Area youth can reach the MLB All-Star Week
SALEM — Boys and girls ages 7 to 14 have a chance on May 18 at Waterworth Memorial Park to pitch, hit and run their way to the Major Leagues and eventually the National Finals during the 2019 Major League Baseball All-Star Week in Cleveland this July.
Similar to the Punt, Pass and Kick contest hosted by the NFL, Pitch Hit & Run is the official skills competition for the MLB, giving kids an opportunity to compete and show off their core skills for baseball or softball. Salem Parks & Recreation and the Salem Community Center are partnering to host the free local competition for area youth this year.
“I’m excited to bring this to Salem,” Parks Director Shane Franks said.
The event begins at 9 a.m. and includes individual contests for pitching, hitting and running in both baseball and softball. Boys and girls are divided into four age divisions: 7/8, 9/10, 11/12, and 13/14. Champions for pitching, hitting and running and the all-around champion in each division age group at the local competition will be advanced to the sectional level of competition.
According to the poster about Pitch Hit & Run, competitors have the chance to advance through four levels of competition, including the local contest, sectionals, then team championships at Major League ball parks and the National Finals during All-Star Week.
All participants must bring a copy of a valid birth document for age verification and must have their parent or guardian fill out a registration/waiver form before the competition begins.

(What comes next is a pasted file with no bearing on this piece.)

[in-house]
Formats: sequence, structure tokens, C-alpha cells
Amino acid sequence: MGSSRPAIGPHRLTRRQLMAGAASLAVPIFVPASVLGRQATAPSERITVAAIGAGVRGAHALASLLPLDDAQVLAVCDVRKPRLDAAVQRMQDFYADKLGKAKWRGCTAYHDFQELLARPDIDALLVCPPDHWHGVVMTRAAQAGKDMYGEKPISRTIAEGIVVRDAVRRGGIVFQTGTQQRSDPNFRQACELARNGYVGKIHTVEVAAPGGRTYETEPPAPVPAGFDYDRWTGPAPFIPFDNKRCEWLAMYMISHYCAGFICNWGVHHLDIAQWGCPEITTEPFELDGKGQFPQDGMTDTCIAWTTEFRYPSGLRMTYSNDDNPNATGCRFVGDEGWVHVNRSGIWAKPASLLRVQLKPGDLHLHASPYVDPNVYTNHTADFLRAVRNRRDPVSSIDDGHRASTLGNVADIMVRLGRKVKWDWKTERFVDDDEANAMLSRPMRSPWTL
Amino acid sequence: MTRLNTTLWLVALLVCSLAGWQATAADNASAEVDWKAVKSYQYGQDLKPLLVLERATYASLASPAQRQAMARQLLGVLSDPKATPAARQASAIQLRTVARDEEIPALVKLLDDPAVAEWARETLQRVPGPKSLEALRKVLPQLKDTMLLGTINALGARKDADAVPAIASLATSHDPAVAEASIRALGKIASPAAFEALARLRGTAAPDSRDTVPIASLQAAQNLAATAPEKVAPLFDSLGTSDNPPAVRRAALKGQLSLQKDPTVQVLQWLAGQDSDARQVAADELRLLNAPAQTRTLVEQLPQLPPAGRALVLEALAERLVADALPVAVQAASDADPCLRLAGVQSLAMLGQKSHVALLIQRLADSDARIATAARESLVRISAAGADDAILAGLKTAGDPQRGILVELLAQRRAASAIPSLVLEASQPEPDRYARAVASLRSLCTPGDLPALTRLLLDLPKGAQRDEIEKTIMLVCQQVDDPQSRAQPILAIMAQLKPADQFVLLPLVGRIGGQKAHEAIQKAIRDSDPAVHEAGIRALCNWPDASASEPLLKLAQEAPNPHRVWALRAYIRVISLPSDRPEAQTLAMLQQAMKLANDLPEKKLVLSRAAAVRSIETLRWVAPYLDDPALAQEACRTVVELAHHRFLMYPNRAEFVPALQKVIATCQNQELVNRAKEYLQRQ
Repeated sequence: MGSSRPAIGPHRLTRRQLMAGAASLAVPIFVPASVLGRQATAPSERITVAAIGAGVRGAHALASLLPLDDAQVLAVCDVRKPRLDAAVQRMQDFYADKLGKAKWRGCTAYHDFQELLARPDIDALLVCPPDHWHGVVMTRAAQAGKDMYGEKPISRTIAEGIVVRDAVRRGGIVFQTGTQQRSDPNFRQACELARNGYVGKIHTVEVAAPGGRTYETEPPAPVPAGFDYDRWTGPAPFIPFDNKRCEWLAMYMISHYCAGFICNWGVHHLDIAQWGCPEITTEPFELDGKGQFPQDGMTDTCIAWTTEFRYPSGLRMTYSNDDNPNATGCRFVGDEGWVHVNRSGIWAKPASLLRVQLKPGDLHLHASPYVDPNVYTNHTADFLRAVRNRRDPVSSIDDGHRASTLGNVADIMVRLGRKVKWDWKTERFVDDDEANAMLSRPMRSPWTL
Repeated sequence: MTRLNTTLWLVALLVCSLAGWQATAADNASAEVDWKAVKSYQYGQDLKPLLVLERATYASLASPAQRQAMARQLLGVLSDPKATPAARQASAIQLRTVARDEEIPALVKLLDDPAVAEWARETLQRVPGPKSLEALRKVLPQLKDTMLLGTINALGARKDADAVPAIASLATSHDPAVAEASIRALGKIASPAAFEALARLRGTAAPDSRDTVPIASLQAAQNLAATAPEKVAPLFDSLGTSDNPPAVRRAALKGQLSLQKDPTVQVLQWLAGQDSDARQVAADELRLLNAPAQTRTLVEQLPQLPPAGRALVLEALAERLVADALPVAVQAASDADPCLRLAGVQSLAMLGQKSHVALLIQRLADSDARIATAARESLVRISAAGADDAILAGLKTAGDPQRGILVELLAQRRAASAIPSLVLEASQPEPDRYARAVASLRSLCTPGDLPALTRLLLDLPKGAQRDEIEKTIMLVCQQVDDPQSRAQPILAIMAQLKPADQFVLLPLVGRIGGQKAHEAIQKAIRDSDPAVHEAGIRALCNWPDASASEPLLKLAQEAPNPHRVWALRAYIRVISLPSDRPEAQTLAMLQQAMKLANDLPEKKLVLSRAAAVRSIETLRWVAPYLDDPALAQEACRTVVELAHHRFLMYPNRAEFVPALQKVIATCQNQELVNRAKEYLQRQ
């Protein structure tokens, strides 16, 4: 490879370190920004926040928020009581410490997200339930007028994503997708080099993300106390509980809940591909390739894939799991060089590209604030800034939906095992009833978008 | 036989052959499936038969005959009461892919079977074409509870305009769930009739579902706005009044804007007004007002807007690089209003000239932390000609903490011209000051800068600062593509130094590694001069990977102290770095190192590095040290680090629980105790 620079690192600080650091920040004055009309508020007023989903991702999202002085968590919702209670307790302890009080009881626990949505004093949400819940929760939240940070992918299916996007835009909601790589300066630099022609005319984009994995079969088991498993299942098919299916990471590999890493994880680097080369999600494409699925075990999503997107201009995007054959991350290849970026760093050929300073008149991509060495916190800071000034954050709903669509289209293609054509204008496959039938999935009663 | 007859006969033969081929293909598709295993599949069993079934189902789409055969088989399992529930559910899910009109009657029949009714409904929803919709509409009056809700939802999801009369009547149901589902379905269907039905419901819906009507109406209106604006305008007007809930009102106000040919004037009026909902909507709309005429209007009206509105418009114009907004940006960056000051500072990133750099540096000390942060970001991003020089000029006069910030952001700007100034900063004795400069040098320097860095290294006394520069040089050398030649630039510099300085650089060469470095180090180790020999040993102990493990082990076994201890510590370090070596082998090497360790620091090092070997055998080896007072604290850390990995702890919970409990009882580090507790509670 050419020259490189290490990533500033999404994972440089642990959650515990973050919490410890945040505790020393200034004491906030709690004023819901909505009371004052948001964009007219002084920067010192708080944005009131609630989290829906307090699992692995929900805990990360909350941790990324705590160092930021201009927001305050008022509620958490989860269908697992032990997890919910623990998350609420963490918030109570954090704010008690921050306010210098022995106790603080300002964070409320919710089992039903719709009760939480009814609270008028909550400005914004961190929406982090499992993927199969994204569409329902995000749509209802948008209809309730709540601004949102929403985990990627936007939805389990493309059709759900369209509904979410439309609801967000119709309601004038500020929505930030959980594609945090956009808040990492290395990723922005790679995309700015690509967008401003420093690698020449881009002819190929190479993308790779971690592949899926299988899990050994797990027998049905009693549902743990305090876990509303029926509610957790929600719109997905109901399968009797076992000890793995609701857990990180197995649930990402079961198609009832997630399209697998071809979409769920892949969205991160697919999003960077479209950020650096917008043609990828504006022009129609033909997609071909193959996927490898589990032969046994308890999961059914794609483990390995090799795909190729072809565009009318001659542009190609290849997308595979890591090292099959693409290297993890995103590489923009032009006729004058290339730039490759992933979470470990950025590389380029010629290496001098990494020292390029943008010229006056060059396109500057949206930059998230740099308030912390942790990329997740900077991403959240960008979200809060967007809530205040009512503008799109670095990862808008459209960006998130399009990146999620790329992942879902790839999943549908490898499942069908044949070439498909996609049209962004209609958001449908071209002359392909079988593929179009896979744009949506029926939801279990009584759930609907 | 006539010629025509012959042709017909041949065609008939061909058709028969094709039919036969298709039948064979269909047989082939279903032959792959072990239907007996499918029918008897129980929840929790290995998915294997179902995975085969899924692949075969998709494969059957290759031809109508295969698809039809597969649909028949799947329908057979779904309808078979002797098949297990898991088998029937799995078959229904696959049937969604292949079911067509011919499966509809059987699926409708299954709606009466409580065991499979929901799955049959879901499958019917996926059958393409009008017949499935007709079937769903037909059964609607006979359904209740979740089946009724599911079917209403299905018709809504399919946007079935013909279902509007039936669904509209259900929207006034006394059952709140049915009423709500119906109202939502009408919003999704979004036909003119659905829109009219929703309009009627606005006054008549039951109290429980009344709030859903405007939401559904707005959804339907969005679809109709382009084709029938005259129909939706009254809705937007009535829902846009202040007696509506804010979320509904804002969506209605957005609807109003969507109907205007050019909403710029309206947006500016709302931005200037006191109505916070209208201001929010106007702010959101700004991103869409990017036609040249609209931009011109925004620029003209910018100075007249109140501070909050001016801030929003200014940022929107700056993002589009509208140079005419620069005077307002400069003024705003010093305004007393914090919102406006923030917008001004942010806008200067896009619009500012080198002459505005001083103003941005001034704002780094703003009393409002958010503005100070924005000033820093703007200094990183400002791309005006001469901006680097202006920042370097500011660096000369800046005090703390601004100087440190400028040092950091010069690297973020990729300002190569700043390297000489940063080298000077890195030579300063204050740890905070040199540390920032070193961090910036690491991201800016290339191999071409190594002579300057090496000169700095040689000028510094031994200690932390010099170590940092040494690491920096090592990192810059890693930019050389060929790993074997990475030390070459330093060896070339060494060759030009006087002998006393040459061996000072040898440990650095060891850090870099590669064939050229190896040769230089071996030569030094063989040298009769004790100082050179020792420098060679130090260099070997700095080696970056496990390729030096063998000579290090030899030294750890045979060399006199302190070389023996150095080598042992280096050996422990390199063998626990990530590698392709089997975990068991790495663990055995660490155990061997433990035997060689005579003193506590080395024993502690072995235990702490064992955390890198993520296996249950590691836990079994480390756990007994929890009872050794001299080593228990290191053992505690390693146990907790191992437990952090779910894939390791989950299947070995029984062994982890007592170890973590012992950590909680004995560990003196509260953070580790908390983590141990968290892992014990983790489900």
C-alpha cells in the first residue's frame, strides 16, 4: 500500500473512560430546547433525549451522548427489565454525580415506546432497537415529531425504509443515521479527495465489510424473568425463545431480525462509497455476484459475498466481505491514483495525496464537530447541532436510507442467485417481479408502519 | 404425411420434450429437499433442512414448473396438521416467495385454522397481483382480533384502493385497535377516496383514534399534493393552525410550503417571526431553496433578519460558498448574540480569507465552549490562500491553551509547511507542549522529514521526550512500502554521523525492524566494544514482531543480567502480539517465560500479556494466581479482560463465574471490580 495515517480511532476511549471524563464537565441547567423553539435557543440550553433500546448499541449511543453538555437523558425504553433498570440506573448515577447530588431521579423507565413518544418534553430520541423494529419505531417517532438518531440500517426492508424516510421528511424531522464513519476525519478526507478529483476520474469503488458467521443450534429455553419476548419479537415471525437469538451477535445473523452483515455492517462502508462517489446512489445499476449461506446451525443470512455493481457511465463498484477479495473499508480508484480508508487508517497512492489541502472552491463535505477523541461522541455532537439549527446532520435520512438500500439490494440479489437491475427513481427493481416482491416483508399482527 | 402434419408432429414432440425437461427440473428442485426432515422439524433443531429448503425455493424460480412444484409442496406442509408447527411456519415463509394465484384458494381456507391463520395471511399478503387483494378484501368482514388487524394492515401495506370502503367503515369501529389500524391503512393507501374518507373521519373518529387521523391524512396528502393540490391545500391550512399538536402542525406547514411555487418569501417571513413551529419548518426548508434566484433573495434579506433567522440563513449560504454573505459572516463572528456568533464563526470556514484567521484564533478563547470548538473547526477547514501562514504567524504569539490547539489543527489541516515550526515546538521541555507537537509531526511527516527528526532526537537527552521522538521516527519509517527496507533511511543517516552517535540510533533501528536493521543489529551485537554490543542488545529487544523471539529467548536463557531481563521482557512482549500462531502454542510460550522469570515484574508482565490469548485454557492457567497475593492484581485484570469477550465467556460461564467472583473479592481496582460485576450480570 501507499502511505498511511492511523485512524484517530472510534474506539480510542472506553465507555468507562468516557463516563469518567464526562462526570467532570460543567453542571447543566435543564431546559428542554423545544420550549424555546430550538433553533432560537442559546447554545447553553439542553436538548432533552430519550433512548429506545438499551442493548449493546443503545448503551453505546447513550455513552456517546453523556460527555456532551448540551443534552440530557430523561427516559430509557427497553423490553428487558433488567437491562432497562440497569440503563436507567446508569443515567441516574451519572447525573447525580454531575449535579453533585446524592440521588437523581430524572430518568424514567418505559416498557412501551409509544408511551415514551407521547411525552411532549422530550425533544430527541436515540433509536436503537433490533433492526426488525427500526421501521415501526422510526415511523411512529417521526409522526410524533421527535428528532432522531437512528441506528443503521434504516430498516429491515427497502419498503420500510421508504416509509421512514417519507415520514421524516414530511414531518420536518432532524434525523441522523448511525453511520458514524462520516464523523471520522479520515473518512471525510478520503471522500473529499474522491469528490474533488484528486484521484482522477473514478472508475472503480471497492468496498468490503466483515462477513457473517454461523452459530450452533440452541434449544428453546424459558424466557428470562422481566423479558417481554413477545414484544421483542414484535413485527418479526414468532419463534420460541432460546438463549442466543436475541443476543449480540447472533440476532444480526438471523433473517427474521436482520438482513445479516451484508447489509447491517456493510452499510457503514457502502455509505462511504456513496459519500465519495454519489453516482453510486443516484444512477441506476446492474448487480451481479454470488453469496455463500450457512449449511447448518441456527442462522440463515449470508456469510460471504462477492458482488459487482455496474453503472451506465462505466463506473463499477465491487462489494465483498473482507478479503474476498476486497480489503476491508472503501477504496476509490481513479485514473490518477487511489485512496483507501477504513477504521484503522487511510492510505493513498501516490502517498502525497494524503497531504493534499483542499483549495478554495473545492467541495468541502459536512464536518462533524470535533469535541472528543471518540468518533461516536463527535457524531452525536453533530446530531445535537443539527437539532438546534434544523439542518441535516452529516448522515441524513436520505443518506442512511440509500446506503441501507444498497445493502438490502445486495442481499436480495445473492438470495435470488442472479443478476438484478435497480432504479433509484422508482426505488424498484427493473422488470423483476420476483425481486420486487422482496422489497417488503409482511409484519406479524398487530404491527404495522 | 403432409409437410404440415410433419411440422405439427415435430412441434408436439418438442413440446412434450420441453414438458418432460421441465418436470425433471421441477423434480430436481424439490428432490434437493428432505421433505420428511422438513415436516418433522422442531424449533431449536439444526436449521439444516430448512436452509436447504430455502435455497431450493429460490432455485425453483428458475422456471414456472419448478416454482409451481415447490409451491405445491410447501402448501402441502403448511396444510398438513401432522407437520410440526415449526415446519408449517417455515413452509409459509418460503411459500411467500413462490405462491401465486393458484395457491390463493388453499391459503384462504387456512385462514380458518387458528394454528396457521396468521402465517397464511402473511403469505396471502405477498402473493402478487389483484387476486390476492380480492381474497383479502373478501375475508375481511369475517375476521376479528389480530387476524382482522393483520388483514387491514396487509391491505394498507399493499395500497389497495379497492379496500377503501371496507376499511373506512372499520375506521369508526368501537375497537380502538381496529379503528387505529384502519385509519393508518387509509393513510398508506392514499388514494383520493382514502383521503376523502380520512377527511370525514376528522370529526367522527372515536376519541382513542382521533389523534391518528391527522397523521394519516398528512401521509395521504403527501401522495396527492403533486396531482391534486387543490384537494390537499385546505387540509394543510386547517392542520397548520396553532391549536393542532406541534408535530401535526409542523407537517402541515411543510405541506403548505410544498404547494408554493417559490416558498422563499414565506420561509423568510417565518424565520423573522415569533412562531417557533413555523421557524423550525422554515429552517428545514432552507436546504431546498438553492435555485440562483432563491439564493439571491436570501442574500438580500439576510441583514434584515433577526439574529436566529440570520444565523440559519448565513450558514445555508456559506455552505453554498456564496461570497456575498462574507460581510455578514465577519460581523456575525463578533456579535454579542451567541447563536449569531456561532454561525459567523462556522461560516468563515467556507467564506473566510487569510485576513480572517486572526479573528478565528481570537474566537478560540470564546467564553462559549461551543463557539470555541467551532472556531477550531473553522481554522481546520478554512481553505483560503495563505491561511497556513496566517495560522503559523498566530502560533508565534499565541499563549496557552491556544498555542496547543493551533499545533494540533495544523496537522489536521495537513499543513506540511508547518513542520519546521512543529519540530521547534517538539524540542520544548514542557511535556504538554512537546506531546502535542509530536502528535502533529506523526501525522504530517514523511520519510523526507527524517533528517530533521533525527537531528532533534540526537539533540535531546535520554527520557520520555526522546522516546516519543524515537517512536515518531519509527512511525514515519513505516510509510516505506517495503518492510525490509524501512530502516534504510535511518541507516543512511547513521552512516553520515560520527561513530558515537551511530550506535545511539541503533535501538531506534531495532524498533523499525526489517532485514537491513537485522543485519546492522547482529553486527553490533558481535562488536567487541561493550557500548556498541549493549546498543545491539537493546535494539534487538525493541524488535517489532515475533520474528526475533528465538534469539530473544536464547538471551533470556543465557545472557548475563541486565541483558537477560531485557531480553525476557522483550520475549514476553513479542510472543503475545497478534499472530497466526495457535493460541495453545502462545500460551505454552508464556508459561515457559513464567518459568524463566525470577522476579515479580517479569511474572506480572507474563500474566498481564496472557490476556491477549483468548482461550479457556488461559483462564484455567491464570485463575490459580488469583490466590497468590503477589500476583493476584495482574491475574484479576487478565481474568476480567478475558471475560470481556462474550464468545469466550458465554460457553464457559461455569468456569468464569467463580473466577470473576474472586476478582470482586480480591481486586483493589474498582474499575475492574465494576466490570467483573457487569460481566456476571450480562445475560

Franks is serving as the local coordinator and any questions can be directed to him at 330-271-8913.
“This is a great opportunity for our parks to be involved in something this big,” Salem Parks Commission member Lucille Karnofel said.
To learn more about Pitch Hit & Run, visit the MLB website at www.mlb.com/pitch-hit-and-run.
Franks talked about the contest during the recent Salem Parks Commission meeting. In other business, the commission approved an Eagle Scout Project for Zach Mastari of Troop 3, for the construction of bat houses. The plan is for Mastari to build and install at least four bat houses in the parks to give bats a place to hang out. Commission Chairman John Panezott said these houses can draw bats in and that’s good for the parks because they eat bugs, including mosquitoes. They can help keep the mosquito population down.
“They’re good for the habitat,” Parks Foreman Jim Grimm said.
There’s already a bat house near the duck pond at Waterworth Memorial Park.
The commission also received an update on the tennis court project at Waterworth Memorial Park, which is being financed by the Salem Community Foundation. The company working on the project, Vasco, already stripped the old courts down and put new gravel down over the base and that needs to bake a little. Franks said the company plans to come back possibly this week to start paving.
He noted that the company overestimated the amount of gravel needed and has agreed to pave that whole area near the tennis courts, an additional 4,000 square feet of new pavement. There’s also a new parking lot for the band shell that was already a separate project.
“It’s going to be really nice when it’s done,” he said.
Plans are for the project to be done possibly by June.